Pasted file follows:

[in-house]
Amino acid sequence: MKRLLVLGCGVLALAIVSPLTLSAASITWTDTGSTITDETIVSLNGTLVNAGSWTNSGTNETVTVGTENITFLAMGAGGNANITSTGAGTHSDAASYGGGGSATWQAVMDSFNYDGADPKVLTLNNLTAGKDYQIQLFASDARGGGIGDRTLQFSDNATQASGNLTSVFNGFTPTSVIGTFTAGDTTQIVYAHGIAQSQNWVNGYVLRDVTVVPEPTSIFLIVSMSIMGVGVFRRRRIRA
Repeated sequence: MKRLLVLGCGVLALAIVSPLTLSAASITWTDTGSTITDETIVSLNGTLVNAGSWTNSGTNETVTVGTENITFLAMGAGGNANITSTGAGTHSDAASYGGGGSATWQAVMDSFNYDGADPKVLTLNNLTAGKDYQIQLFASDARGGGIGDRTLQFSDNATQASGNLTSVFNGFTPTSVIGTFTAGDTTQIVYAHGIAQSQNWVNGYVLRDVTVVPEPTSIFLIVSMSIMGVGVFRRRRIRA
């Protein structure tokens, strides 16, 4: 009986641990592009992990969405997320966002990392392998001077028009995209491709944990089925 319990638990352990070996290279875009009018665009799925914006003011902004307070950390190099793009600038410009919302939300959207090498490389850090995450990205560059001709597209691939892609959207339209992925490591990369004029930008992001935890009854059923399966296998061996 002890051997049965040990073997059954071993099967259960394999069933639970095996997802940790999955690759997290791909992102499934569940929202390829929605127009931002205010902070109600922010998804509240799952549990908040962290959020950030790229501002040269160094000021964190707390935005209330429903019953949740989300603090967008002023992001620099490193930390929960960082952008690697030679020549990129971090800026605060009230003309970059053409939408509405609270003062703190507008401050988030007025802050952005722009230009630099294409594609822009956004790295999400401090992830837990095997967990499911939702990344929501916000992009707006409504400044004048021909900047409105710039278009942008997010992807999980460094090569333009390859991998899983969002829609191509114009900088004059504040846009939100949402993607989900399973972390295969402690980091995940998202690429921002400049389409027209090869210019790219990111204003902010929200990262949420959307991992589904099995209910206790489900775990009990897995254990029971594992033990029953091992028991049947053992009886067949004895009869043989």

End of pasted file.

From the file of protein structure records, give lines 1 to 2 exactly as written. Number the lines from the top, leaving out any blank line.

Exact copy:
[in-house]
Amino acid sequence: MKRLLVLGCGVLALAIVSPLTLSAASITWTDTGSTITDETIVSLNGTLVNAGSWTNSGTNETVTVGTENITFLAMGAGGNANITSTGAGTHSDAASYGGGGSATWQAVMDSFNYDGADPKVLTLNNLTAGKDYQIQLFASDARGGGIGDRTLQFSDNATQASGNLTSVFNGFTPTSVIGTFTAGDTTQIVYAHGIAQSQNWVNGYVLRDVTVVPEPTSIFLIVSMSIMGVGVFRRRRIRA